Once I started talking about my life in plain English, allowing myself to acknowledge how I feel as well as how I think, I discovered something that I tend to forget when I’m caught up in the frenzy of pitching ideas to editors, writing and revising, and racing against real (and imaginary) deadlines. My experiences as a cancer survivor and as a friend to others facing cancer are worth sharing. They don’t always have to be presented through an angle that shouts, “Hey, this is why readers should care about this!” or “Here’s a theory that will explain why I feel the way I do.” Sometimes, it’s enough just to tell it like it is. No apologies.

Media(ting) Madness

As much as I love logging onto my computer every morning to see what’s going on in the world, as well as in the lives of my favorite social media friends, sometimes the plethora of information and continual commentary on said information is a tad much. At the risk of sounding like an old fogey, things aren’t as simple as they used to be for us writers.

The October pink is already on–with magazines, newspapers, blogs, and TV talk shows telling and retelling stories of survivorship, cutting-edge research, screening guidelines, and of course, tips for supporting the cure by buying pink. Some notable products this year include a pink ergonomic chair, pink Christmas tree ornaments, and a shiny pink wreath suitable for hanging on a front door, office wall, car grill–you name it!

Commercialism aside, I find myself caught up each year in an increasingly frantic chase to be one of the lucky freelancers to get  a story in print or online. And in a media world that never slows down, coming in first is immensely, frustratingly, excitingly challenging.

One case in point is the work I’m doing with David Jay, the photographer who traveled to Alabama to document images of young women with breast cancer. I’ve commited hours to interviewing each woman and uncovering a wealth of stories, and while several pubs are in the works for the spring, the iron is so hot at the moment that it’s hard to turn away.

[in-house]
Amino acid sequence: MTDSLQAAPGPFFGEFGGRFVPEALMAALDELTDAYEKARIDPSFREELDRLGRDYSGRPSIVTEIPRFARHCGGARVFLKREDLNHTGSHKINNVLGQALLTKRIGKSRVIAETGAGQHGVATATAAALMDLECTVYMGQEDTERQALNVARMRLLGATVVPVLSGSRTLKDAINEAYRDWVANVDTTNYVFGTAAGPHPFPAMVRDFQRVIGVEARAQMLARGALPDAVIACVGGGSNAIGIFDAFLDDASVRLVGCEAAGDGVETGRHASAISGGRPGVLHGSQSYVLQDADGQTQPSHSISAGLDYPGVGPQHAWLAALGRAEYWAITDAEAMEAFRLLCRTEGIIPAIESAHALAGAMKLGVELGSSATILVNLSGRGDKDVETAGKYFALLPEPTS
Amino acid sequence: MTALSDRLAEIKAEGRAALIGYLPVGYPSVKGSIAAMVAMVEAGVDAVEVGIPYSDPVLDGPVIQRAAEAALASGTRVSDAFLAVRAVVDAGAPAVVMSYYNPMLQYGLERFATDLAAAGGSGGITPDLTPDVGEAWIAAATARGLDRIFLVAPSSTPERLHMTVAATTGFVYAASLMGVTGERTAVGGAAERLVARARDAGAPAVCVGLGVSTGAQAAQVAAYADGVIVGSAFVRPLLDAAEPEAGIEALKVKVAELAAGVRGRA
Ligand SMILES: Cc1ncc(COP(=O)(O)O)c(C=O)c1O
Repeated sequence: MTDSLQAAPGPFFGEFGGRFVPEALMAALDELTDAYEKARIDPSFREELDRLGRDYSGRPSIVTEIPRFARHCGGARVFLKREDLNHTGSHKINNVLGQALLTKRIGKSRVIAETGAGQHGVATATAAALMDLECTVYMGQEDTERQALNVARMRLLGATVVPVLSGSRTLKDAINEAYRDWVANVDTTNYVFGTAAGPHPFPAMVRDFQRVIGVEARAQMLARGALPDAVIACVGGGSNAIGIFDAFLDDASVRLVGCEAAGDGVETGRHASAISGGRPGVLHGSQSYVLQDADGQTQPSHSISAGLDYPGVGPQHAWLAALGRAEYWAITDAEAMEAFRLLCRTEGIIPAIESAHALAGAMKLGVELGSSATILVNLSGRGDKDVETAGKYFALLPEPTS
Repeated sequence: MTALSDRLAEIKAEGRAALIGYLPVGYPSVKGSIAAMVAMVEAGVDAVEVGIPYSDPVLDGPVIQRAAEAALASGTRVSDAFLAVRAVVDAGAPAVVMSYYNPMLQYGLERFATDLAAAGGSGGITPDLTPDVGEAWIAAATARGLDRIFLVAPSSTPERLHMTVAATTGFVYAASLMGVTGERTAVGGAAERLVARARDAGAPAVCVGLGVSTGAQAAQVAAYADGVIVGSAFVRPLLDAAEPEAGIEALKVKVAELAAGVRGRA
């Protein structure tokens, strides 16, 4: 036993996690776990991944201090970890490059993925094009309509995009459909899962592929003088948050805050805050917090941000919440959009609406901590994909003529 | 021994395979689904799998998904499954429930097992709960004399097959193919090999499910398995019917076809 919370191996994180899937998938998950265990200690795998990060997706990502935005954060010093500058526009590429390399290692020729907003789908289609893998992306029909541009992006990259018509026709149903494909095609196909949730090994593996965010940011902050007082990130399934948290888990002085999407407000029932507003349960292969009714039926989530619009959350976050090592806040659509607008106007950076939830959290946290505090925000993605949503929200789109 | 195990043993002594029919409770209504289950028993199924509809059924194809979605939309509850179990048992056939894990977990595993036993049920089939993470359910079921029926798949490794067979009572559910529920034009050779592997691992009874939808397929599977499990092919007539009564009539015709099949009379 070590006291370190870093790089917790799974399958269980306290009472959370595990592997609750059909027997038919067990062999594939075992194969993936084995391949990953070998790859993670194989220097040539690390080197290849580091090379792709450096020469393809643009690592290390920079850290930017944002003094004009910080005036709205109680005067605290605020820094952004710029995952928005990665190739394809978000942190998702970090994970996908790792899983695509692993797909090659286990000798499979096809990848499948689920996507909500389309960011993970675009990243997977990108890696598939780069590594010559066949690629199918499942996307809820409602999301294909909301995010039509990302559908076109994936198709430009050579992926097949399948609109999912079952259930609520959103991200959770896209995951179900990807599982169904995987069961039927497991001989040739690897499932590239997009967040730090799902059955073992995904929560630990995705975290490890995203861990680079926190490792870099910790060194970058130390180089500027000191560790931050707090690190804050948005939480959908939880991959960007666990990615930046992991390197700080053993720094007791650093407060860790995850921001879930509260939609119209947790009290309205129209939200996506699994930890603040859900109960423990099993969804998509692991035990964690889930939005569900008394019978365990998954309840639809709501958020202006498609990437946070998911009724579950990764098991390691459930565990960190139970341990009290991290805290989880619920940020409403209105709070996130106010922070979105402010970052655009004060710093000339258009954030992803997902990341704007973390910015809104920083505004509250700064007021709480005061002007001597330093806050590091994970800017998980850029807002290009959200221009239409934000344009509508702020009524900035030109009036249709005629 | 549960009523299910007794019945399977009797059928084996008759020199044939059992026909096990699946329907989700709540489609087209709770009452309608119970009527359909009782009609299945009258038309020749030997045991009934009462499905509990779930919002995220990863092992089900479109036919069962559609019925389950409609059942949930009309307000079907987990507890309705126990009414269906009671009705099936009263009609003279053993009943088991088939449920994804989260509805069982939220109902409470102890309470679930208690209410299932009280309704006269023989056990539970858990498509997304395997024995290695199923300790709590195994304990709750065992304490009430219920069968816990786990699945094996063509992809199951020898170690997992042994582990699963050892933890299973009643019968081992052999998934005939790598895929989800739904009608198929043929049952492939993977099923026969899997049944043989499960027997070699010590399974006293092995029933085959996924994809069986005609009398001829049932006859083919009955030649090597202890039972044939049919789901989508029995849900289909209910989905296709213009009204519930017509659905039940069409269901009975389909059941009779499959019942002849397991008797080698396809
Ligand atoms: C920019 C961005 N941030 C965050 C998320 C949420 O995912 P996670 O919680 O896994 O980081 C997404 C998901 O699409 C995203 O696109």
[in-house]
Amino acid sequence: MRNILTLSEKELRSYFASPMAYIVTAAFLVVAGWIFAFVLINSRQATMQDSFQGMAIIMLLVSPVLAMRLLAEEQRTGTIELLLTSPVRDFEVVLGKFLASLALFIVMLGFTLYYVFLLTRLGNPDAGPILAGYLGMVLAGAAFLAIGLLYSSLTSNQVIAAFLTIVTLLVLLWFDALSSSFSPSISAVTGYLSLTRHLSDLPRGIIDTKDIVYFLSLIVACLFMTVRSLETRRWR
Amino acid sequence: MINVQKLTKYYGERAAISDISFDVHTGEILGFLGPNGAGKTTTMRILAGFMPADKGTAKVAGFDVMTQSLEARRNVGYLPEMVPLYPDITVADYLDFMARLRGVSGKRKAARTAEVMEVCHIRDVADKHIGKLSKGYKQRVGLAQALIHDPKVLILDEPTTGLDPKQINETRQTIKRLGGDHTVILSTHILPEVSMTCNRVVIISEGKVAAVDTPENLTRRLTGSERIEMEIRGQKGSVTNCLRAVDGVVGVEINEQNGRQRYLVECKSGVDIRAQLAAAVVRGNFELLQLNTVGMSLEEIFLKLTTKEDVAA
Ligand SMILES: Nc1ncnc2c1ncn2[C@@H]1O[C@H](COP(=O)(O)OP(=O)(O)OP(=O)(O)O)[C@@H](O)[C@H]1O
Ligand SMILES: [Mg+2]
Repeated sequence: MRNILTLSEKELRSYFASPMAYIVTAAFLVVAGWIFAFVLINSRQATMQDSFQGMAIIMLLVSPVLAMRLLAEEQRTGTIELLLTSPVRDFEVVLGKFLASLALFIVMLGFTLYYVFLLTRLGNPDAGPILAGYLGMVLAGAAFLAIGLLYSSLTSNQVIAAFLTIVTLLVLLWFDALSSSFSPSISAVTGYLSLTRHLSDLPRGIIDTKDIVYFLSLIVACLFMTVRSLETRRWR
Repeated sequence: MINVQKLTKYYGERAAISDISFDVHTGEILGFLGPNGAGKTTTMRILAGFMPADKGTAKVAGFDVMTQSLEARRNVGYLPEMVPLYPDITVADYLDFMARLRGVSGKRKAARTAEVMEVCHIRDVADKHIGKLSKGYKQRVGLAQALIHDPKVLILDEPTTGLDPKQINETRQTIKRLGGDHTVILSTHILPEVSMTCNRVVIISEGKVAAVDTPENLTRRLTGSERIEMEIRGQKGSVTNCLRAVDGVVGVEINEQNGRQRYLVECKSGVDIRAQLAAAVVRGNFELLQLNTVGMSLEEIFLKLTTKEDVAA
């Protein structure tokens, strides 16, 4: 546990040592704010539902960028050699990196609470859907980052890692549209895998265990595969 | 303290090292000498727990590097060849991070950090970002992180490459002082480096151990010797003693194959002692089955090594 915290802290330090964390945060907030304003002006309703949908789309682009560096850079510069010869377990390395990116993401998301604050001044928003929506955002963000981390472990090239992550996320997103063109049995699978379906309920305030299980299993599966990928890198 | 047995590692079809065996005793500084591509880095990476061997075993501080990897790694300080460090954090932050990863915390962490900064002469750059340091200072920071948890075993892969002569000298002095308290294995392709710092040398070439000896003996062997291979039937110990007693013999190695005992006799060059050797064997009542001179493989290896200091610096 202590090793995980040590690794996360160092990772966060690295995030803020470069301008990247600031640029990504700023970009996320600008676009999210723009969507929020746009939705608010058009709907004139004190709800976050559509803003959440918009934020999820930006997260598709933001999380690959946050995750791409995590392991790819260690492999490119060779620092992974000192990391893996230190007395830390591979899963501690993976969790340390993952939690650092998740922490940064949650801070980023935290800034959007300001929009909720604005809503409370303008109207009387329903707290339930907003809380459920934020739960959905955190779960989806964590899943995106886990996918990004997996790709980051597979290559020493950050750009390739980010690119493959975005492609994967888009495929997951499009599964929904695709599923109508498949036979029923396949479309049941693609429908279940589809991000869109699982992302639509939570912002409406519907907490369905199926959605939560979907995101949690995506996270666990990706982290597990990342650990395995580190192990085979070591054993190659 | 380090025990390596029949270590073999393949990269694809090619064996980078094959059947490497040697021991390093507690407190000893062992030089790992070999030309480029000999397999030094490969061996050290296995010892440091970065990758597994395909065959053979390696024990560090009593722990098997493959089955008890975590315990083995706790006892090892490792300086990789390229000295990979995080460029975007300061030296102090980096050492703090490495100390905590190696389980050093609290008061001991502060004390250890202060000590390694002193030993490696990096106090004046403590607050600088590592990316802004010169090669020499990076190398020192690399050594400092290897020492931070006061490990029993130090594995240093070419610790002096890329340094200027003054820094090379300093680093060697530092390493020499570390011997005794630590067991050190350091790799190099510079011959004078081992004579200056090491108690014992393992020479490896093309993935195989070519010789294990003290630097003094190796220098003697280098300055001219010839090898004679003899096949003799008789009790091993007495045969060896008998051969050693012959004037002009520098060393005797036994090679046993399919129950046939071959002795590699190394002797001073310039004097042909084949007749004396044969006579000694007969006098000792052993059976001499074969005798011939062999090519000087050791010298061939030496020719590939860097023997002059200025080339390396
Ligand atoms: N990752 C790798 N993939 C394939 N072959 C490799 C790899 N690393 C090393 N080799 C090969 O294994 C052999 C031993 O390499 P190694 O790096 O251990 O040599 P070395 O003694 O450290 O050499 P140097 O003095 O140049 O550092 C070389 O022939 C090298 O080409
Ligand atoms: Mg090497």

So, queries are sent out. Personal essays are submitted in full. New angles are attempted and revamped.

Fortunately, I’ve nailed down one publication–online, this time around–that is proving to be very exciting. I’m working with Hina P. Ansari, a blog writer from Huffington Post Canada http://www.huffingtonpost.ca/, to tell the stories of four of the women David photographed. All have Triple Negative breast cancer and are struggling with a host of health care and life issues.

Here’s a link to one of Hina’s recent posts:  http://www.huffingtonpost.ca/hina-p-ansari/riots-in-libya_b_1882748.html

Stay tuned for this first of (what I hope are) many contributions to the madness of breast cancer coverage in the media during the month of October!

Oh, and a side note: Hina is the granddaughter of a well-known Bollywood director and actor known as the “Hitchcock of Bollywood.” How utterly cool is that?!

Hiding beneath the covers

During the past two weeks, my family has been glued to the TV watching the world’s best in swimming, gymnastics, and cycling. One thing that I find agonizing as an occasional sports fan–and that I realize must drive hardcore fans insane–is the way in which an athlete’s emotional state can either invigorate or devastate performance.  We watched our own men’s gymnastics team breathe in a wind of defeat and subsequently forget that they still had a shot at a medal. The same thing happened to the Russian women’s team, as the Fabulous Five nailed their final routines and brought home a gold medal. Go US!

Since I last sat down to share my thoughts on this blog, I’ve been reeling from another kind of feeling that has nudged me off my game. Completely, it seems, judging from the time lapse (almost a full month) since I last posted.